Tuesday, August 23, 2016

I feel like so many conversations are about rape

I feel like I think so much more about raising G and M than I do N.

I don't know if it is because she is a girl or because with having two boys, I feel like I'm having to do everything double.  Or maybe it is because I am a girl, so I think I know, based on how I was parented, what works and doesn't work.  Raising boys is all new and weird territory, especially now that they are getting older.

It occurred to me that I feel like I am giving a very, very long, life-long, lecture on rape and domestic abuse, even though I have never actually talked about rape and domestic abuse specifically to my sons.

Most of our rape conversations concern the cats.

G is a pest.  He loves to pester anything breathing, but especially the cats.  I really don't think he is trying to be mean, but I think he is bored or curious as to what kind of response he can get out of them.  He isn't cruel in that he doesn't hit them, but he is cruel in the sense that when they mew or walk away or kick at him with their back legs or nip at him, he generally doesn't quit until I screech at him to LEAVE THE F*CKING CATS ALONE!!!

I stress to him that the cats are telling him, in the only ways they know how, to STOP.
I ask him would he like for someone to continue doing something after he has told them STOP.
I tell him that when he gets to be an adult, if he bothers someone after they have repeatedly told him to STOP, he could go to jail.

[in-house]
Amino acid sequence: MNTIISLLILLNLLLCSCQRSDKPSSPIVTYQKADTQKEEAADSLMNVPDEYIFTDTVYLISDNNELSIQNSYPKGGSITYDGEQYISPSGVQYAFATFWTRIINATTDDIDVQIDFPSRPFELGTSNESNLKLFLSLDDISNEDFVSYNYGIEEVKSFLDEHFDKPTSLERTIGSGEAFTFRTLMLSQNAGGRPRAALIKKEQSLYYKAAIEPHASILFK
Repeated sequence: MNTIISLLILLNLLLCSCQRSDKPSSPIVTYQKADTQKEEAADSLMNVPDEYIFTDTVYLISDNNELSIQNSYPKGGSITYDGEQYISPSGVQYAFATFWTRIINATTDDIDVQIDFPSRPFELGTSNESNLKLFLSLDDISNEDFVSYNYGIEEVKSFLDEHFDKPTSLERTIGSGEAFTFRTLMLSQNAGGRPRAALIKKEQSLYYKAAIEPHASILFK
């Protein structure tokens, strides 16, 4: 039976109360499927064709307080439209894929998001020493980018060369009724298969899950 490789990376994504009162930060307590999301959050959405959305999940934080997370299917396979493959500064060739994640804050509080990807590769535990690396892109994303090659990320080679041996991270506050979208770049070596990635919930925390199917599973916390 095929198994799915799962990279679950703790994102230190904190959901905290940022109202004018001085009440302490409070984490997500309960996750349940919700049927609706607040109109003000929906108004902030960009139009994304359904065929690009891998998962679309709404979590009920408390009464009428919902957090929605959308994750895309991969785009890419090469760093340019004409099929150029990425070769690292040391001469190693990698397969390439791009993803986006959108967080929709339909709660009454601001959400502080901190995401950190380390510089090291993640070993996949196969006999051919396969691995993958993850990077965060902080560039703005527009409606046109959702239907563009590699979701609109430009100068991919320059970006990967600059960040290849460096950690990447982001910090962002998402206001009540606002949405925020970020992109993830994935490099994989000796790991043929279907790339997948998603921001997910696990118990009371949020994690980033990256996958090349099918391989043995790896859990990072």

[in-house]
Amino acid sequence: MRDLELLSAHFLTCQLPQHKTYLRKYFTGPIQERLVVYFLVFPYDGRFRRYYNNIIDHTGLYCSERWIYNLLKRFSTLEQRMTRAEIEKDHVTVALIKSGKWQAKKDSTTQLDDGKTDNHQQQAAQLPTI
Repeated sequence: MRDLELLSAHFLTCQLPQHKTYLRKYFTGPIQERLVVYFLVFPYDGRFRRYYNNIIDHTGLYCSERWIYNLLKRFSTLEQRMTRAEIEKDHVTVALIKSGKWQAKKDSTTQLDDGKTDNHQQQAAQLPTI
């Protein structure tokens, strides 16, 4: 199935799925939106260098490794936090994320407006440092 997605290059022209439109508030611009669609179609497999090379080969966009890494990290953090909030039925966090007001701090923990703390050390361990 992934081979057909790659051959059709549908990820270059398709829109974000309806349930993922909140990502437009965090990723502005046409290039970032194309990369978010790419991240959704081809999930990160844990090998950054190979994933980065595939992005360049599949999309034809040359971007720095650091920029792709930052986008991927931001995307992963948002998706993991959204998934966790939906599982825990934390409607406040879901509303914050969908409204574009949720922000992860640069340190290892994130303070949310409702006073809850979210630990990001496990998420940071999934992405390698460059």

I'm not sure what else to do other than to continue having these discussions and waiting for someone, somewhere, to knock his freaking head off his shoulders when he won't stop whatever it is that they have asked him to stop doing.

The other night, I felt like we had a discussion of domestic abuse, even though we didn't actually discuss it.

After listening to G be completely disrespectful and mean (while I was trying to bath him and get him to bed), I lost my sh*t and went off on him.  This certainly wasn't a good example of "remain calm and be the model your child should emulate," but I had simply had it with him and his mouth.

I said, "Do you know what I would do if Daddy ever talked to me the way you are talking to me?  I would divorce him.  I have to raise you, but there will come a time when I do not have to be a part of your life.  And if you treat me like this, I will divorce myself from you."

That might be pretty heavy stuff for an 8-year-old, but I think he got the message, and this, I feel, is one of our conversations about domestic abuse and about treating people, especially women, with respect.  I know he sees his daddy behave appropriately, but I hope that seeing mom not tolerating disrespect will be important as well.  

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